Say no.

Why it’s good to say no

If you’re a people pleaser you’ll find saying no tricky. Saying no in the short-term can seem awkward but in the long term you and your colleagues will benefit.

Saying no to reems of extra tasks will result in better work and meeting of deadlines. It’ll also help increase your confidence to stand up for yourself and reduce any risk of work stress or burnout.

When to say no at work

It goes without saying that if you only ever say no it won’t be long before your boss & colleagues get annoyed. If you’re unsure about a request, ask yourself – if you say no will there be consequences?

As a rule of thumb say no when you think your other work will suffer, if you’re uncomfortable with a request or if you don’t have the skills to complete the job.

For example, if you’re asked to create a complex Excel doc. but never use Excel  – say no. Or if you already have a long list of important to dos and someone asks you to do something that isn’t time sensitive, say no or offer to help at a later date.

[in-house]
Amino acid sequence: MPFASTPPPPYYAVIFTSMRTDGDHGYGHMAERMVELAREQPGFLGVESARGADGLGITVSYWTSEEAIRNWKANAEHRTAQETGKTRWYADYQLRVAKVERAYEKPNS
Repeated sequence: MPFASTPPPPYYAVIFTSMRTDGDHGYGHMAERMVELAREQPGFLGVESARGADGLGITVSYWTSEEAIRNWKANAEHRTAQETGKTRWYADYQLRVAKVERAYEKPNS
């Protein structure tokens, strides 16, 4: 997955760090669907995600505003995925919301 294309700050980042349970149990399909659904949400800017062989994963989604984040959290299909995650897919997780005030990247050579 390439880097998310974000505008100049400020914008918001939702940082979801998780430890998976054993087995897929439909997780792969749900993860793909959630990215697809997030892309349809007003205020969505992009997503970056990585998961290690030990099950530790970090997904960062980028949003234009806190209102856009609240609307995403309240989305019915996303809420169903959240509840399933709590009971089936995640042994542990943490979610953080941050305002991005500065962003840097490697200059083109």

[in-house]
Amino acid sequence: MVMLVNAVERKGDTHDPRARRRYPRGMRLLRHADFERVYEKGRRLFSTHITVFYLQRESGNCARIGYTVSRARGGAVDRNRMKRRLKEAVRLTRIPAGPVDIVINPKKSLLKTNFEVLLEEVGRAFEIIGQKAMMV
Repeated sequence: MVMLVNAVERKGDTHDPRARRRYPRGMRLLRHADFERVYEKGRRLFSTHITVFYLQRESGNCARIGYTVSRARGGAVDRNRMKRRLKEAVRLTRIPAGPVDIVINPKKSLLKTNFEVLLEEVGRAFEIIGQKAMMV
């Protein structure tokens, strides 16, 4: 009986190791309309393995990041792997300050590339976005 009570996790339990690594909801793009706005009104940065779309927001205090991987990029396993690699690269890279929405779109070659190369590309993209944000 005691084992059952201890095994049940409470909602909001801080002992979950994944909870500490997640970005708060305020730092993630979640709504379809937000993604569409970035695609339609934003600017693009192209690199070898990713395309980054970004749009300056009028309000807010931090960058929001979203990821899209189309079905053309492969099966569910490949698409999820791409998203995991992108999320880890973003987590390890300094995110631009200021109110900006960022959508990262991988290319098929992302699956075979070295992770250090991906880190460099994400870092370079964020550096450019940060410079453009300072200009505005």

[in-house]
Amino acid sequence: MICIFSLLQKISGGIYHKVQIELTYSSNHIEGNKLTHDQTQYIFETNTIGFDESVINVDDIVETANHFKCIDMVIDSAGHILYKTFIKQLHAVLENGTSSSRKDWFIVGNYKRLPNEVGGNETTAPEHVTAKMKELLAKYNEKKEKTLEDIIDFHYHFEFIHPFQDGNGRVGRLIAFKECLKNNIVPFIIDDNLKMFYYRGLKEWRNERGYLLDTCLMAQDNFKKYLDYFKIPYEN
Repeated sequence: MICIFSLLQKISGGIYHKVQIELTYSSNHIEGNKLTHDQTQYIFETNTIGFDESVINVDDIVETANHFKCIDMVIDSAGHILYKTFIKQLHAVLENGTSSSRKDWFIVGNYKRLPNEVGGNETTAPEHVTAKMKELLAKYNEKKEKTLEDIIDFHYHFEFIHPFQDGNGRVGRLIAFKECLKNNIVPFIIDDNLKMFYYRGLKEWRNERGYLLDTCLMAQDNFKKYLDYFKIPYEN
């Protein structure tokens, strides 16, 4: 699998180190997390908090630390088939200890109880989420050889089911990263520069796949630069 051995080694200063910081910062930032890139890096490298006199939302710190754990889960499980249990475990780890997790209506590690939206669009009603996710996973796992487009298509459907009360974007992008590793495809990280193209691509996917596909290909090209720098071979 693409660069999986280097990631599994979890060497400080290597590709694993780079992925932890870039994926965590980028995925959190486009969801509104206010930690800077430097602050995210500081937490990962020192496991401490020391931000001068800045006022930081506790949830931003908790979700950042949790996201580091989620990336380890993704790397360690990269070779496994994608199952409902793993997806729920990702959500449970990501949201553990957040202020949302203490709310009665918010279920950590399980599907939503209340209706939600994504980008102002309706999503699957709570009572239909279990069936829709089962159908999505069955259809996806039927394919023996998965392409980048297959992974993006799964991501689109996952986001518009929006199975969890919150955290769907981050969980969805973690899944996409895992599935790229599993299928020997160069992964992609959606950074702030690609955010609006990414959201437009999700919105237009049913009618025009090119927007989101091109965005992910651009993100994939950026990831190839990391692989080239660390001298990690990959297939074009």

How to say no at work

Even if you can’t do something you should never just say no. Put yourself in your colleague’s shoes and:

  • Be honest and, if possible, offer a specific alternative solution.
  • Be empathetic and offer to help in the future.
  • Have a response in mind so that you don’t fall into your usual “no problem” answer. Rather than saying no straight out say something softer such as, “my schedule is full today.”
  • Stick to your decision. Extensive research has shown that people who stick to their original decision are happier.

Saying no means you value your time and know your skills. If you find yourself saying no quite often then maybe it’s time to ask for help upskilling or for help with areas you’re struggling with, then you can get back to having stress free productive work days.

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